The office Christmas party is dying out because of fears that workers could sue over other employees’ drunken antics and a prevailing “Scrooge” mentality in Britain. A third of companies will not hold a staff party this year, twice as many as in 2002.
Sleeping on the Job
A Chartered Management Institute (CMI) survey of more than 500 British managers found that more than half believe the atmosphere at end-of-year celebrations is “forced”.
A fifth feel Christmas celebrations are “a chore” and one in three claims there is too much “political correctness”.
While 52 per cent of those surveyed said Christmas parties improved the working environment, only three in 10 organisations actively promote a relaxed atmosphere as Dec 25 approaches.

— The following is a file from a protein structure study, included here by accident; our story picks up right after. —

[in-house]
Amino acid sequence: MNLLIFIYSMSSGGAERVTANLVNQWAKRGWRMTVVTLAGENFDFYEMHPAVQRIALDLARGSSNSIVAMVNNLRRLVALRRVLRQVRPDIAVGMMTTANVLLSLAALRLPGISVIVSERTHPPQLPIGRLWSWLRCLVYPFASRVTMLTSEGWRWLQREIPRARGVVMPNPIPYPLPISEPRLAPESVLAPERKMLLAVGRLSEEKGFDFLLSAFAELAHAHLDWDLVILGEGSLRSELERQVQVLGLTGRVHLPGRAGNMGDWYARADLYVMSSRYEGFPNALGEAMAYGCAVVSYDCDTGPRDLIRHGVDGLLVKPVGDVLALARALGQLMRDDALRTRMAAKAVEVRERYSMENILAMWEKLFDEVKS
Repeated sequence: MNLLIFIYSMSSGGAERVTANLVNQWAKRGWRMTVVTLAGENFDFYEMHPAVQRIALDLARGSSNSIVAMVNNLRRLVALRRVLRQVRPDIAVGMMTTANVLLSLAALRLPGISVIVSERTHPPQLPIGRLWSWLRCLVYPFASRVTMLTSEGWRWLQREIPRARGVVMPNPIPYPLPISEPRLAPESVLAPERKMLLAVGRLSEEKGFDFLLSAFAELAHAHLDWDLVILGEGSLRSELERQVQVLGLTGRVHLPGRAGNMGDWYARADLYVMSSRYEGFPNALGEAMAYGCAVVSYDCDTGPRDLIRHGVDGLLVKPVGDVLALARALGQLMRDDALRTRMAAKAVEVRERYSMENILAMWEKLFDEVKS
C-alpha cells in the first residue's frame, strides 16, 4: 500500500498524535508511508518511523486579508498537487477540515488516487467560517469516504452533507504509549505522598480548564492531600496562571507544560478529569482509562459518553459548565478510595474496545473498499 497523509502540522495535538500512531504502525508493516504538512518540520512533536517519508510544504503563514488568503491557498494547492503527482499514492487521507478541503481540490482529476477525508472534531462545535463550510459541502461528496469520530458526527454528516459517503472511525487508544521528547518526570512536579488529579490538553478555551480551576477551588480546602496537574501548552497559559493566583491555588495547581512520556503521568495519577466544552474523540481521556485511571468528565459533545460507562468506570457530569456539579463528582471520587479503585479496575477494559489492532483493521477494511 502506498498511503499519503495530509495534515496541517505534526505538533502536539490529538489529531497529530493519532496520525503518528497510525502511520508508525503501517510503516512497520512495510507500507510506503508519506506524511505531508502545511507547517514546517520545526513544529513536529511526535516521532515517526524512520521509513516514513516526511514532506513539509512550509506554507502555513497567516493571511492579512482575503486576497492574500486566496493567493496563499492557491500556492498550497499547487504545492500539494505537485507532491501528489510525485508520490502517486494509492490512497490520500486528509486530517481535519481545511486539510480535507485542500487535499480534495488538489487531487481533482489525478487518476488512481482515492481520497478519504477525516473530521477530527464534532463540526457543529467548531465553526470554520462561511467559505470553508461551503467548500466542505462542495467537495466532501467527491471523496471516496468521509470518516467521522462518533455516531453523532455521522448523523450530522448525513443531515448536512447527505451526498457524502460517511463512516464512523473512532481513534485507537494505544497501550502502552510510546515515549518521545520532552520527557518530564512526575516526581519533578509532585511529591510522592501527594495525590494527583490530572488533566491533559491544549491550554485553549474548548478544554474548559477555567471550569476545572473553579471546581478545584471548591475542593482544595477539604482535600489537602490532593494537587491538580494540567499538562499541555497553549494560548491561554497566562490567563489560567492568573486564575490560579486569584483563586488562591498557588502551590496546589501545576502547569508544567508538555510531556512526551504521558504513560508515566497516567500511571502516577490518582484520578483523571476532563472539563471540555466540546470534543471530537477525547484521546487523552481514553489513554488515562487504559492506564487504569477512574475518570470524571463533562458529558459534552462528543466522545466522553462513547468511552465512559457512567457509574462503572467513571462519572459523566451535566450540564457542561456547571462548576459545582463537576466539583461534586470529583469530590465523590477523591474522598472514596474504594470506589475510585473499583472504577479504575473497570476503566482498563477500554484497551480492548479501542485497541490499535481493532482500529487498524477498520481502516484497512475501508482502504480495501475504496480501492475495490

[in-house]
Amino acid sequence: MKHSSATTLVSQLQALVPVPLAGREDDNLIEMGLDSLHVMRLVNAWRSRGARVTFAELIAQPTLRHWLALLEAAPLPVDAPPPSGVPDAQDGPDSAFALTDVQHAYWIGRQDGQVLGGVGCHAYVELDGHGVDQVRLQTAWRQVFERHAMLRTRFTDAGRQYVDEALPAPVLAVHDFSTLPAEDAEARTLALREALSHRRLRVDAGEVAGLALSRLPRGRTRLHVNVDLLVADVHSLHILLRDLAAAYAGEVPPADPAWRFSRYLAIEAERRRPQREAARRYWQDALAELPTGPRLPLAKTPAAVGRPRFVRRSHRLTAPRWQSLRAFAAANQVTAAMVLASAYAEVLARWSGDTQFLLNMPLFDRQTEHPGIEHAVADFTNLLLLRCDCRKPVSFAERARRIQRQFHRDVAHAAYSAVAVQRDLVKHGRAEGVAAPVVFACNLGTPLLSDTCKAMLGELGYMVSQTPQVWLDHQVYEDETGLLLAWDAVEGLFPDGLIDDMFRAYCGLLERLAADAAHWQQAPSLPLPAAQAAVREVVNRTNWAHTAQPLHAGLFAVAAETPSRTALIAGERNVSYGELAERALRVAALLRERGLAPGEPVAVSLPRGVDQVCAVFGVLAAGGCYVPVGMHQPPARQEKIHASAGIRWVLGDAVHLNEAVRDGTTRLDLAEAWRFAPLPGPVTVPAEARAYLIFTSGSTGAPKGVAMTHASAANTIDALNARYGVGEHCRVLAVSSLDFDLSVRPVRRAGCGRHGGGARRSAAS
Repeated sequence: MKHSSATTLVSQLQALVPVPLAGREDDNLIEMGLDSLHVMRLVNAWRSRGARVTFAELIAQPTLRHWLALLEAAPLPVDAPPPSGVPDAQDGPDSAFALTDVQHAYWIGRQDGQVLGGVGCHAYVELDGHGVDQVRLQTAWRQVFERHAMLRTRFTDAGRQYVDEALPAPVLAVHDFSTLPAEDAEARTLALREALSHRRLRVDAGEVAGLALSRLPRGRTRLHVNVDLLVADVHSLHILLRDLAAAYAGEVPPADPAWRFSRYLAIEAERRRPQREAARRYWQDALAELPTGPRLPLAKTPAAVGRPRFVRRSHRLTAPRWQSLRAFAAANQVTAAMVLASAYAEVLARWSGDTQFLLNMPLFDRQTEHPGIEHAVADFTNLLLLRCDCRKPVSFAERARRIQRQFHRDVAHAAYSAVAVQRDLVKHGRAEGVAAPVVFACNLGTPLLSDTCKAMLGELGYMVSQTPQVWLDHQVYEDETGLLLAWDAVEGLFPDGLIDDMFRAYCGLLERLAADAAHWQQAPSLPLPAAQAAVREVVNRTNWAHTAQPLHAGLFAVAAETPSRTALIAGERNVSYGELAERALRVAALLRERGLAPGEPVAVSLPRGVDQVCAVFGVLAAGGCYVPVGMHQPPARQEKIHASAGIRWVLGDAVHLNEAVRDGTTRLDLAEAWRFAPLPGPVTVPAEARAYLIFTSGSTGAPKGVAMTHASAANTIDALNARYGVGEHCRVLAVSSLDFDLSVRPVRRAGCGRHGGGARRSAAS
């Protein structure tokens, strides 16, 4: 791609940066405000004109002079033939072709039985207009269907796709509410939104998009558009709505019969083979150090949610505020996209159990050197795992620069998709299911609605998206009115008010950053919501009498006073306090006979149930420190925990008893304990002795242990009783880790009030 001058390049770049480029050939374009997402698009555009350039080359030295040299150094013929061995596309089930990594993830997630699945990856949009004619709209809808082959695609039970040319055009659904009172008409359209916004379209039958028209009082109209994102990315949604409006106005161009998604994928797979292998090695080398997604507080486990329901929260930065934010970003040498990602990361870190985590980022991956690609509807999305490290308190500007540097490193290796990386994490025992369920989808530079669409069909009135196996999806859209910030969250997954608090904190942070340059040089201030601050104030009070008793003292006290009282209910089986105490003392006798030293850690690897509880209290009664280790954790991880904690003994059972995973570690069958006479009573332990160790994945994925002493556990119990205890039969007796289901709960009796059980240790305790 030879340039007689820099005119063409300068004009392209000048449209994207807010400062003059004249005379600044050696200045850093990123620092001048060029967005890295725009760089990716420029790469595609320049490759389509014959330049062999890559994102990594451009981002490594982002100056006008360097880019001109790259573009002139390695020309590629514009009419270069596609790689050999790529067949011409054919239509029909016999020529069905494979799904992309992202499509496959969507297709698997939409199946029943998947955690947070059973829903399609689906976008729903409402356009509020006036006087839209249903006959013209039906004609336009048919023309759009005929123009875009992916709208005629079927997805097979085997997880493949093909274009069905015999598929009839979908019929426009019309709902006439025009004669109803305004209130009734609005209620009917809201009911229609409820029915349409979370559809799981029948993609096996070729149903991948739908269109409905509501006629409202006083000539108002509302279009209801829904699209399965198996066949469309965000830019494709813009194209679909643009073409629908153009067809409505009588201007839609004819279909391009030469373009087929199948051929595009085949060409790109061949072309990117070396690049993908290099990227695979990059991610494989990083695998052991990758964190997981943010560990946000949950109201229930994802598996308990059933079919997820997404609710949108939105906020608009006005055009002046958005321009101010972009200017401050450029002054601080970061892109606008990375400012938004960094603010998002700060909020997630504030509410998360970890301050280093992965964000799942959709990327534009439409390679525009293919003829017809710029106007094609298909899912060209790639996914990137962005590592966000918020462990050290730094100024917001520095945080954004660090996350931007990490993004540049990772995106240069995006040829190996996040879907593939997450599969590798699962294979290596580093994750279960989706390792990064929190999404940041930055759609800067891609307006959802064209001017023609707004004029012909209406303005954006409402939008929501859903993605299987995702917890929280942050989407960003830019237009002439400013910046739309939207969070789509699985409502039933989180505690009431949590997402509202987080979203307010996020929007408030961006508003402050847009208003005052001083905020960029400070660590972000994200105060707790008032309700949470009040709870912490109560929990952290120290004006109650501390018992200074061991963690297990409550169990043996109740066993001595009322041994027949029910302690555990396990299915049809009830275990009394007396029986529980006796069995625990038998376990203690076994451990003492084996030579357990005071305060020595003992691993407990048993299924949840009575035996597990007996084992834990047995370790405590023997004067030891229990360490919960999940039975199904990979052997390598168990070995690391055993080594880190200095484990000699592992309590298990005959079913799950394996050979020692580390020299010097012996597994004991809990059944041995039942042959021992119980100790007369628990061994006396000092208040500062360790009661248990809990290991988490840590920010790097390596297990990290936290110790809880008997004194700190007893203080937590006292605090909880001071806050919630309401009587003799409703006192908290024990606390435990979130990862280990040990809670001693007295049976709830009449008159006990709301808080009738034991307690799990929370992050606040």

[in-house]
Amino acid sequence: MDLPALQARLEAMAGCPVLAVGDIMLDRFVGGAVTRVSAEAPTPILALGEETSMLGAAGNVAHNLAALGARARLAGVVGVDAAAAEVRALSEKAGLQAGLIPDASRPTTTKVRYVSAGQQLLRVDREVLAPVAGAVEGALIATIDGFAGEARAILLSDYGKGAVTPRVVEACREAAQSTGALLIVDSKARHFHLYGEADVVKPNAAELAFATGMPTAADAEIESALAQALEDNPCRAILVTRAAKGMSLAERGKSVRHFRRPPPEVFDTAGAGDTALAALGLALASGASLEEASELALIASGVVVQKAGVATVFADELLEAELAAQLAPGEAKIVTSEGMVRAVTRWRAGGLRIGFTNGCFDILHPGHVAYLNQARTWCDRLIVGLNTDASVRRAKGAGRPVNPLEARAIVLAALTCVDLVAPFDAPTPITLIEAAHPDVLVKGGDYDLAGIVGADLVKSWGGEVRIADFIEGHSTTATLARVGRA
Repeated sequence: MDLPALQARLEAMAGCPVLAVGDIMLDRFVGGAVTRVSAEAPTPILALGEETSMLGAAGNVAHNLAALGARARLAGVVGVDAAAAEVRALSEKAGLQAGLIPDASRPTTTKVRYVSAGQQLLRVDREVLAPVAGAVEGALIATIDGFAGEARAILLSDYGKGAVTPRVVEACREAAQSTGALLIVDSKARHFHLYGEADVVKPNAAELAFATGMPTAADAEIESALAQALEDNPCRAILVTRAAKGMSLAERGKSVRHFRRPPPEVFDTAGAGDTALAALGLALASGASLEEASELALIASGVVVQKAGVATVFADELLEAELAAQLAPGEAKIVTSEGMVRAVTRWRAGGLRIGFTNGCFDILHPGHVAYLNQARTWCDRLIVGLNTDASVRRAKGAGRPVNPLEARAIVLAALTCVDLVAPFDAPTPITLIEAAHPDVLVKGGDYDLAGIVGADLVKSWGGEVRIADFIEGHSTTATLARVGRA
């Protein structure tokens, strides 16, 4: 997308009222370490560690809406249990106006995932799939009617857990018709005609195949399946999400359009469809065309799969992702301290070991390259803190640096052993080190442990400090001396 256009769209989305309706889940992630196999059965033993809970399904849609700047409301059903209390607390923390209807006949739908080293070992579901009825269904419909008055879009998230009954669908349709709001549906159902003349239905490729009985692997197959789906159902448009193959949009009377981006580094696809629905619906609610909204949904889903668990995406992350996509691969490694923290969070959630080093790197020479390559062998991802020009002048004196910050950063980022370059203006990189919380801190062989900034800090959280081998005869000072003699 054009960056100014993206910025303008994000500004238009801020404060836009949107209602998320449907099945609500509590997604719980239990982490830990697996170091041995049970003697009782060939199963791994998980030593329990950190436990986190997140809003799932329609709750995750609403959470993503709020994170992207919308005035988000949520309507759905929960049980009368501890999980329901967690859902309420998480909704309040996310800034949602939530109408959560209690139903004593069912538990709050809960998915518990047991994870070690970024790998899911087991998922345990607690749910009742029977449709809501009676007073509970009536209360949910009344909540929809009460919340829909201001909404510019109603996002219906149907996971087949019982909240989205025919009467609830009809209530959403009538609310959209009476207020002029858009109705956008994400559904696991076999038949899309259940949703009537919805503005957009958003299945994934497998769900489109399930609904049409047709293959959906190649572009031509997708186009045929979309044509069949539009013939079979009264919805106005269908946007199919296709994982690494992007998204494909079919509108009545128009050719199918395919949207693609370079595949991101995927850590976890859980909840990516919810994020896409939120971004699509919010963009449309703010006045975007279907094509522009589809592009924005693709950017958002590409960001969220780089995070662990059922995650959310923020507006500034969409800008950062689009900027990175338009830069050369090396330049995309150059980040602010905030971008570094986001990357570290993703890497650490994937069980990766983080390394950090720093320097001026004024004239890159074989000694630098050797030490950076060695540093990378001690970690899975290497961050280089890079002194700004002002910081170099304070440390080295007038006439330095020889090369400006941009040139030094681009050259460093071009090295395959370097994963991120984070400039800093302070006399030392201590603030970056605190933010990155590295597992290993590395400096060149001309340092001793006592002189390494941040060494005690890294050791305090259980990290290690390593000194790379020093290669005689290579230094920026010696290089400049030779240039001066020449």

Some managers blamed new discrimination legislation and the compensation culture for the lack of Christmas spirit. Employers can now be held liable if they fail to protect staff from harassment or discrimination, including on the grounds of religious belief.
Companies are also advised to think about whether they have the correct insurance, and to provide transport home as they could be held liable if an employee who is drunk at the firm’s expense has a car accident.
Elizabeth Weston, from Merrill Lynch, was given £1 million in an out-of-court settlement after she claimed that a colleague made remarks about her breasts and sex life at a Christmas party. The bank did not admit liability.